- Before each use, the performer should quickly glance over each device
to insure that all parts are in good condition and stable. A quick test
is to grasp each wick and tug it away from the normal point of contact.
- Before each lit performance, special care should be used to insure all
nuts, screws, and wires are tight and secure. Grips and handles should be
thoroughly checked for security and the wicks should be tested thoroughly.
Any sign of wear should be treated as a failure.
- Tools should be soaked, splashed or basted so that excess fuel can be
completely recovered and sealed or returned to proper containers
- Always spin off excess fuel, in an area free from expected foot traffic
and far from ignition sources, before performing.
- If available, make use of wick attachments to catch fuel before hitting
the ground, avoiding the spin out zone entirely.
- Always mop up oily fuels before leaving. Remove oily residue from performance
area between performers. Treat mops, rags, or other cleaning devices as soaked wicks.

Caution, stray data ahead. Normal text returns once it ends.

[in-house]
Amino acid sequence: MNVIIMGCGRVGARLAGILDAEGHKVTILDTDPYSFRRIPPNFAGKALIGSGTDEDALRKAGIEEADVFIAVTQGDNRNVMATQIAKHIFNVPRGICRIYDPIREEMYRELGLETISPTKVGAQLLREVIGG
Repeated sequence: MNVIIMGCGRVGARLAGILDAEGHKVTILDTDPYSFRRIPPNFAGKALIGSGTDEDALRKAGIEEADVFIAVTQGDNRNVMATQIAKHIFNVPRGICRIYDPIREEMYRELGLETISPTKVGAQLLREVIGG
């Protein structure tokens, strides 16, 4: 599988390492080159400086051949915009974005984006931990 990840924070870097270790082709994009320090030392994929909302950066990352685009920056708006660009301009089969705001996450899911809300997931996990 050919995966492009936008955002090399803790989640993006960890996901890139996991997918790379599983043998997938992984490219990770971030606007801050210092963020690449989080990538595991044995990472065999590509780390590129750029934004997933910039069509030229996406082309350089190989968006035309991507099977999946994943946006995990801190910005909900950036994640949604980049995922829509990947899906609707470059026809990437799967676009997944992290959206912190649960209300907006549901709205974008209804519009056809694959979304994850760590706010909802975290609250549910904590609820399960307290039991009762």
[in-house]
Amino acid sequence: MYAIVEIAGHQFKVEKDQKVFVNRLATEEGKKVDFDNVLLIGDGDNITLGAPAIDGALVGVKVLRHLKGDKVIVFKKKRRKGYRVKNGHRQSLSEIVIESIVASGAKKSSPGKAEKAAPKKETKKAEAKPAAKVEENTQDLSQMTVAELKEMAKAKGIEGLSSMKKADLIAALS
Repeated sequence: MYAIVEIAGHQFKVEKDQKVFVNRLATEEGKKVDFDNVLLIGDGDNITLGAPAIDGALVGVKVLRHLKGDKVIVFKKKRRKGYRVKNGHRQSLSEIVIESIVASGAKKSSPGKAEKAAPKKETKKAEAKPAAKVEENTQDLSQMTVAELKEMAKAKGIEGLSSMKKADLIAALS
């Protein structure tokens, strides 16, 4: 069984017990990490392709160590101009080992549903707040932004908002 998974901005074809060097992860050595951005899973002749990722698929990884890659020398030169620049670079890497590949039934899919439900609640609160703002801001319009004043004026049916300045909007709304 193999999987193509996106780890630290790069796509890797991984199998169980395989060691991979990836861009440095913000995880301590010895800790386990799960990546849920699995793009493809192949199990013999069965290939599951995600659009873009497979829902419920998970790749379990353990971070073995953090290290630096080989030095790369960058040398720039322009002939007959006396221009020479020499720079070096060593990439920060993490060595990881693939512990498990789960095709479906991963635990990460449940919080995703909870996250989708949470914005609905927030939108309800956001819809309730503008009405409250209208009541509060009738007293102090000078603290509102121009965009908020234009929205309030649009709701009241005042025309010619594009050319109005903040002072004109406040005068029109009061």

The basics behind fuel safety are to insure that an uncontrolled burn does
not occur, and that the audience and passive safety devices are not affected.
Performers should have MSDS for all fuels used and be familiar with any special
needs for them.
A) Storage and transport
B) Back stage fuel
- A fuel's original retail container is usually the best choice for storage
- If the original container is too bulky or unavailable, then a sealed metal
container is the best overall choice. Canadian performers should use governmentally
issued containers of the appropriate type.
- Fuels should be kept out of direct sunlight, away from sparks or flame,
and in vapor sealed containers.
C) Open Onstage Fuel